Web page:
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CONTRACTOR is a board game designed for 2-6 players that simulates the ups and downs of a real-life contractor. Players roll dice to move around the board, pay employees, collect warranty funds, deal with weather, enjoy productive workdays, progress on jobs, and get paid.

Just like real-life contractors, player strategies and money management improve with every play session. But like any game, the way it plays changes with the number of players.

In this article, we’ll talk about how many players can play Contractor, how the rules differ for 2 players, and how the game plays with low numbers.

How Many Players Can Play?

CONTRACTOR can be played with 2-6 players, and it works well with every number of players. There are differences in gameplay and strategy, however, with different numbers of players. To read tips and strategies for 3-6 players, watch the Blog page for updates! Read on for a description of how bidding works in a 2-player game, then we’ll consider some strategies.

Bidding on Jobs in a 2-Player Game

At the beginning of a game of CONTRACTOR, players bid on the available jobs: dam, highway, tunnel, bridge, highrise, and powerline. When there are more players, bidding occurs for all six jobs, so the play is unique in a 2-player game. With 2 players, bidding only occurs on the first four jobs. The instruction manual explains the process like this:

“Each player secretly writes down a bid for the Dam job. Then they expose their bids, and the Dam is awarded to the low bidder, and the Highway is awarded at cost to the other player. Then both players bid on the Tunnel. Bids are exposed, and the Tunnel is awarded to the low bidder, and the Bridge is awarded to the other player at cost. Each player will have two jobs. (With 2 players, only the first four jobs are regarded).”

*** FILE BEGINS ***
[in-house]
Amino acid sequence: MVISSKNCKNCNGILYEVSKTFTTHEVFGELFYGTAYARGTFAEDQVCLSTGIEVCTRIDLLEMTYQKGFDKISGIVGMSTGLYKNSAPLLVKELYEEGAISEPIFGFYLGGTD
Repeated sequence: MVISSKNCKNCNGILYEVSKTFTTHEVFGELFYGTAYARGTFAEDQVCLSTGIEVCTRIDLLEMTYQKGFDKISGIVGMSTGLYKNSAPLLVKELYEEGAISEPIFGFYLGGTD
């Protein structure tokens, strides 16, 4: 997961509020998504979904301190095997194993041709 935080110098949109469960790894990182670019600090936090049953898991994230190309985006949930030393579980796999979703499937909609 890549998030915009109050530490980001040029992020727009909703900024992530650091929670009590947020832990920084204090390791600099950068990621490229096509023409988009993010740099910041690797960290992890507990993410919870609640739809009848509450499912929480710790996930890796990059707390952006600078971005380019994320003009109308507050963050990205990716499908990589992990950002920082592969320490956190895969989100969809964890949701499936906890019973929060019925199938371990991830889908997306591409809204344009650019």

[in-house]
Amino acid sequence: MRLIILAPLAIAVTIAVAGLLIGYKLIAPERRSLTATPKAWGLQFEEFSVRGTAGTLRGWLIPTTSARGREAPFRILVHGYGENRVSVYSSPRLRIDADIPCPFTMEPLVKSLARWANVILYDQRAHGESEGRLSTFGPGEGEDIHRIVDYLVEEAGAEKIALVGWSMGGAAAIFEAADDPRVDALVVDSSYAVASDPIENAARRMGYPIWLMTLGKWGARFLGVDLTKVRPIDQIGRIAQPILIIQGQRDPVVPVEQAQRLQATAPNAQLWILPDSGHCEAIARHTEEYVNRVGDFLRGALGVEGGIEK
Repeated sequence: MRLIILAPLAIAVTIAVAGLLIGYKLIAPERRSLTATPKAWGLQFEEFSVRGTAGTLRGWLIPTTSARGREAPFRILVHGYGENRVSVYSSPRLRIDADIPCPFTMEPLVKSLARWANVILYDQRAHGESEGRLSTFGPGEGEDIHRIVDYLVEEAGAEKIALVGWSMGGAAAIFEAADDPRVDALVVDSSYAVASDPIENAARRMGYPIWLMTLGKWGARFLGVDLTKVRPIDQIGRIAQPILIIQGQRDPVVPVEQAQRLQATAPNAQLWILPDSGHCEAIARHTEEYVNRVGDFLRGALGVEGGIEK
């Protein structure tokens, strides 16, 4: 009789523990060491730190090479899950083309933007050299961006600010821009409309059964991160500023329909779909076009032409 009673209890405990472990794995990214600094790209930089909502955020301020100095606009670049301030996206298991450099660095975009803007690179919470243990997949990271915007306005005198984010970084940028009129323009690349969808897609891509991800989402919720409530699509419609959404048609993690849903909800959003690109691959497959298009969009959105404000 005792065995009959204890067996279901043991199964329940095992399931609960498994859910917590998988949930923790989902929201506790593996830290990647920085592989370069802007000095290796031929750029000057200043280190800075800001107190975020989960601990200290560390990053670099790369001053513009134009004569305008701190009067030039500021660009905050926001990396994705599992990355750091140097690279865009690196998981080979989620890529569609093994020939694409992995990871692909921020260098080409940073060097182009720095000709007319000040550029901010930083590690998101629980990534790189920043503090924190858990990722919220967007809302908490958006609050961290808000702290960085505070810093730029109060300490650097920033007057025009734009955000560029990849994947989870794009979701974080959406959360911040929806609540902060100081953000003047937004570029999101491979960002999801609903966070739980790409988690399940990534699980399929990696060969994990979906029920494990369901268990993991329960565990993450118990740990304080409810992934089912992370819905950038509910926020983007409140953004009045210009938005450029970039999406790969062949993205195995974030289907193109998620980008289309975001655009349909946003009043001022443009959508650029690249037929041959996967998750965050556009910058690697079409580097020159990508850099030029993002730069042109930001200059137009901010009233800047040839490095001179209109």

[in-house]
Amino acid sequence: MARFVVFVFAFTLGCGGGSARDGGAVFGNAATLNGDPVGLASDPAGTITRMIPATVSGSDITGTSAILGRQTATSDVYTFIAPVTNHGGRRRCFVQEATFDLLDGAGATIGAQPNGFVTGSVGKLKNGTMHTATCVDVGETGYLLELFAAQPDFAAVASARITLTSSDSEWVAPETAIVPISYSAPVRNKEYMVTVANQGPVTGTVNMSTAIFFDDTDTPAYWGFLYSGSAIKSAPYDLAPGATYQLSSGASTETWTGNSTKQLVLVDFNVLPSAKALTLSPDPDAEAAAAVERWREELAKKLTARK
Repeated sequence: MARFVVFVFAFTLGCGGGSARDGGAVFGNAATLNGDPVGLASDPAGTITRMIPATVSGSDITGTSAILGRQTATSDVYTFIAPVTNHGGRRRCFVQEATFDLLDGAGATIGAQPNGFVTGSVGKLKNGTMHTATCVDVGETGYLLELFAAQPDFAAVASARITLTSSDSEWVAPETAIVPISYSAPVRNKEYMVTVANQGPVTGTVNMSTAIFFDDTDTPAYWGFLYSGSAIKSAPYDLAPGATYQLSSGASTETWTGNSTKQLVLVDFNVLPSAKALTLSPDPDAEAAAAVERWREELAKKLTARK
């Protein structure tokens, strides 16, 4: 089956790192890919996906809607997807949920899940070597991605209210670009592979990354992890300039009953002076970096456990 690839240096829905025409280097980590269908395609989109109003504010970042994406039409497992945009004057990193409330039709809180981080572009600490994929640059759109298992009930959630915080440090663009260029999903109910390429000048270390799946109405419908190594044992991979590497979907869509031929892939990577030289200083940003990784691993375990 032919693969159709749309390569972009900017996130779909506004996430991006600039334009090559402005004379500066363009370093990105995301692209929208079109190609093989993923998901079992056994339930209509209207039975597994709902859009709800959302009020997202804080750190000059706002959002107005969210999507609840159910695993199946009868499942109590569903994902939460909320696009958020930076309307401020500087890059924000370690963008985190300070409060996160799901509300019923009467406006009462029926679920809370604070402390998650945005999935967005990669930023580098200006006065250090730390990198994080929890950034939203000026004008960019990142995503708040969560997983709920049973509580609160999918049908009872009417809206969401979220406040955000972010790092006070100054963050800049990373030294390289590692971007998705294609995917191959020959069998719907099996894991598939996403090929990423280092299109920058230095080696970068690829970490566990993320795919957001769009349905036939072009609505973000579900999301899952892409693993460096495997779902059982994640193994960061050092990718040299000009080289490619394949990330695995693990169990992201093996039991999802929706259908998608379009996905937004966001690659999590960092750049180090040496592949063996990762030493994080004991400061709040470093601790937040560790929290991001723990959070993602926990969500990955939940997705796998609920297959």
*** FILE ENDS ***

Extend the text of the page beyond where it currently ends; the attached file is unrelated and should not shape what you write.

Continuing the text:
Key Differences in a 2-Player CONTRACTOR Game

In a two-player game of CONTRACTOR, direct competition and blocking strategies are more impactful since there are fewer alternatives for job completion and equipment rental. The game’s pacing is faster due to fewer turns per round, providing more opportunities for Workdays. Income and expenses have a different rhythm, with rent income occurring less often and workday expenses more frequently. This requires strategic cash flow management and efficient planning to outmaneuver your opponent and control the market effectively.

Strategies in a 2-Player CONTRACTOR Game

Aggressive Bidding: With fewer opponents, you can be more aggressive in your bidding, aiming to monopolize high-reward jobs.

Equipment Dominance: Focus on acquiring a diverse range of equipment quickly. With only one opponent, you can control the market and rent equipment to them more frequently.

Strategic Sabotage: Use Weather cards more strategically to disrupt your opponent’s job progress, knowing that there are fewer players to counter your moves.

Cash Flow Management: Maintain a higher cash reserve since job competition is less intense, allowing for unexpected expenses without risking loans.

By adapting these strategies, players can effectively navigate the unique dynamics of a two-player CONTRACTOR game, leveraging direct competition and market control to their advantage.

Mastering the Two-Player Game

By focusing on aggressive bidding, equipment dominance, strategic sabotage, and efficient cash flow management, players can effectively navigate the dynamics of a two-player game. Embracing these strategies can make for an engaging and competitive experience, highlighting the versatility and depth of the CONTRACTOR board game.

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